A bomb planted in a parked minivan killed at least seven and injured at least 20 when it exploded at the entrance to an open-air market selling secondhand clothes in the northern Baghdad suburb of Kazimiyah.

Another parked car bomb exploded near Ibin al-Haitham college in Azamiyah, also in northern Baghdad, killing two civilians and wounding at least five others - including four Iraqi soldiers, police Lt. Col. Falah al-Mohammedawi said.

In Baghdad's Tahariyat Square, a parked car bomb targeting an American convoy killed one civilian and injured nine , police Lt. Col. Abbas Mohammed Salman said. It was not known if there were any U.S. casualties, but at least one Humvee was seen on fire.

A second bomb targeting an Iraqi police patrol near the square killed one and wounded 10 - including four police.

In other attacks, a roadside bomb killed two police officer and wounded three others in downtown Baghdad's Karradah district, while one man was killed and six were injured when a bomb hidden in a minivan used as a bus exploded.

The day's most serious attack targeted a public bus near Khalis, 50 miles north of Baghdad in Diyala province, an area notorious for such attacks, provincial police said.

All the dead were workers at the Ashraf base of the Mujahedeen Khalk, or MEK, which opposes Iran's regime. The group, made up of Iranian dissidents living in Iraq, said the dead were Iraqi workers heading to their camp.

The blast pushed in the side of the white public bus and peppered its blackened side with shrapnel holes. The bus, later inspected by U.S. Army troops, was streaked in blood, Associated Press TV footage showed.

"We were transporting the workers from Baqouba to the Mujahedeen Khalk when the roadside bomb exploded and killed all these people," one man who was on the bus told AP TV.

In other recent developments:

  • Defense witnesses in the trial of Saddam Hussein argued Monday that a court which sentenced 148 Shiites to death following a 1980s assassination attempt on the former Iraqi leader was fair and gave the defendants a proper defense.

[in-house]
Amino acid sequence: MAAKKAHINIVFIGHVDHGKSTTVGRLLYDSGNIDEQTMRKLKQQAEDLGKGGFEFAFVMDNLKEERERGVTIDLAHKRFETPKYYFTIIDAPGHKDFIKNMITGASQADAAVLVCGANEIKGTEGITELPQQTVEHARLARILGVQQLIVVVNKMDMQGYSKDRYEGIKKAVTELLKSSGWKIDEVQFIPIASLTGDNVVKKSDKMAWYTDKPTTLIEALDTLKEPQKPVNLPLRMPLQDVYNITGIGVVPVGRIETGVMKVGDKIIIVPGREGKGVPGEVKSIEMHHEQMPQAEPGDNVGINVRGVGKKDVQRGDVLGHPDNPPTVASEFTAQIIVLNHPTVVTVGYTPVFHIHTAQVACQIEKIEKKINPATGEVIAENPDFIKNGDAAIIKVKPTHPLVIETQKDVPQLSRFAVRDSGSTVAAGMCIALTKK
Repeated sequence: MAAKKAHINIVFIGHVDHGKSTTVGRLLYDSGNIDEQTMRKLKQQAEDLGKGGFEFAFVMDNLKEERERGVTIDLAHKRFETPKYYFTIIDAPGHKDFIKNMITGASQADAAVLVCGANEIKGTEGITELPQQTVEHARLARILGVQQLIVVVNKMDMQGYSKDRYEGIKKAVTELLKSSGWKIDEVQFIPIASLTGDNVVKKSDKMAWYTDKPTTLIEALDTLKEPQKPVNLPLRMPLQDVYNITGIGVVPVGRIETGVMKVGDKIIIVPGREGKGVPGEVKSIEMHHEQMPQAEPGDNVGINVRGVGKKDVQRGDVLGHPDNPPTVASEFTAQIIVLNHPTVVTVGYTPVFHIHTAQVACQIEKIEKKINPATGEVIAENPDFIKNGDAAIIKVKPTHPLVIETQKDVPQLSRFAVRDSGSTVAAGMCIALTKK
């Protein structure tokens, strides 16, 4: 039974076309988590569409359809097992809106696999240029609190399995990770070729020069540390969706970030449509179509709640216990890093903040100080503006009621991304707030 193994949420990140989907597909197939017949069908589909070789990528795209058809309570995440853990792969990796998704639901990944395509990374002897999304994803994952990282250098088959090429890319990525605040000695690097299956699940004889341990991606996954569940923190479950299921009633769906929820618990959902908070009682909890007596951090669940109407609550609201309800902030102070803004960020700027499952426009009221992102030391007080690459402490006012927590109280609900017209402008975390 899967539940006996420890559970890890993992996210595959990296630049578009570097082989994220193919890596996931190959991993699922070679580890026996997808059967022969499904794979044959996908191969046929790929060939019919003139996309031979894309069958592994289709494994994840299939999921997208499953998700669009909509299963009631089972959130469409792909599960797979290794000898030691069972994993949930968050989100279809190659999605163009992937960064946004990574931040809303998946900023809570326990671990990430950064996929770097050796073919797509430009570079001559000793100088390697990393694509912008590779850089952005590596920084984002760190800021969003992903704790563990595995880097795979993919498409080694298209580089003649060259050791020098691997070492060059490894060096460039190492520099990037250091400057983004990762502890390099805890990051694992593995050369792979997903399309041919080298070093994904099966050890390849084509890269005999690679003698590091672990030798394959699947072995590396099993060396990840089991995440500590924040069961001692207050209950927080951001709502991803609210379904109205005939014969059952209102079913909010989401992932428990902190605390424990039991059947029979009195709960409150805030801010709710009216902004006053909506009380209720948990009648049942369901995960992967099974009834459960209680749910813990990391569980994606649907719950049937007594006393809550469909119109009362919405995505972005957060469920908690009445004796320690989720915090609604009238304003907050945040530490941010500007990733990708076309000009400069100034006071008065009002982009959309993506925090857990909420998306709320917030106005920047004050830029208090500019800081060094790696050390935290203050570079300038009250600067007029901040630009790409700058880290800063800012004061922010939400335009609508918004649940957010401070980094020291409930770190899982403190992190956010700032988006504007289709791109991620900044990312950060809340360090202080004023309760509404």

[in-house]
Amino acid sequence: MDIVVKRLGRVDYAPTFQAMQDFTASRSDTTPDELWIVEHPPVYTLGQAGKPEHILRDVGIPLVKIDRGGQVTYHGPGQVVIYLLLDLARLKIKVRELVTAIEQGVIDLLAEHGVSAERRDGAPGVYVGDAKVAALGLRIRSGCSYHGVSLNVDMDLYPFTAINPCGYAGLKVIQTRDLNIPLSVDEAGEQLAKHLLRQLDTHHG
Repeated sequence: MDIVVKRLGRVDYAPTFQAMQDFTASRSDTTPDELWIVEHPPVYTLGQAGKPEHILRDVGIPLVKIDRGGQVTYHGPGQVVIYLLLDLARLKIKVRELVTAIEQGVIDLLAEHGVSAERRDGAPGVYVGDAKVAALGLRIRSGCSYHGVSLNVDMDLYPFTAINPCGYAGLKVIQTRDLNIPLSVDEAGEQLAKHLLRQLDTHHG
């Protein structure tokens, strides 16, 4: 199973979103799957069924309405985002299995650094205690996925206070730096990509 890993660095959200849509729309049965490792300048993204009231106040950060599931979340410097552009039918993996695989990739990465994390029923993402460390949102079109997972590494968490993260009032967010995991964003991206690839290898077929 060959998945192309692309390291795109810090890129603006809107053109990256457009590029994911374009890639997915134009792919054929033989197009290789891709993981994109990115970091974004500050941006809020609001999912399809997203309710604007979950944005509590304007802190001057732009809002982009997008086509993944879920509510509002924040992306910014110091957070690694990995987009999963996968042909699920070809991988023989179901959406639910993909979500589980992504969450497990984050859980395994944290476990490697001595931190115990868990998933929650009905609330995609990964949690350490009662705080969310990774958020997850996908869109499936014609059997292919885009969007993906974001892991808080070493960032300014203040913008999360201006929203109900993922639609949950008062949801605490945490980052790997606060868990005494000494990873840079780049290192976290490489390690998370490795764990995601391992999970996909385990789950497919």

Monday's session went without the numerous outbursts that have marred the court in the past. Saddam and seven former members of his regime are on trial on charges of crimes against humanity for killings, torture and the imprisonment of families during the crackdown launched after a 1982 assassination attempt against Saddam in the Shiite town of Dujail.

  • There is no word yet on the fate of the two missing crew members of a U.S. Marine AH-1 Cobra helicopter which crashed Saturday in western Anbar province. U.S. military officials say the crash is not believed to have been the result of hostile fire.

  • Gunmen killed two police officers when they attacked a convoy in western Baghdad. Another group seriously wounded a police colonel in nearby Ghazaliyah. Two other police officers, identified as former Baathists, were killed in Amarah.

  • A prominent Sunni Arab tribal leader who provided fighters to help battle al Qaeda in western Iraq was assassinated Sunday in Baghdad. Sheik Osama al-Jadaan died in a hail of bullets as he was driving in the city's Mansour district. His driver and one of his bodyguards were also killed. Al-Jadaan, a leader of the Karabila tribe with thousands of members living in the volatile Anbar province along the border with Syria, had agreed to help the U.S.-backed Iraqi government track down al Qaeda members and foreign fighters.

  • Iraq's parliament met Monday to discuss the tenuous security situation. U.S. officials hope Iraqis will be able to take on more security duties soon, allowing American forces to begin pulling out. But a week after al-Maliki's unity government took office, Iraq's ethnic, sectarian and secular parties are struggling to agree on who should run the crucial interior and defense ministries, which control the various Iraqi security forces.

    Al-Maliki's spokesman, Yassin Majid, said if negotiations took much longer, the prime minister would ask the political blocs to present three names for each ministry so he could decide.
    • Joel Roberts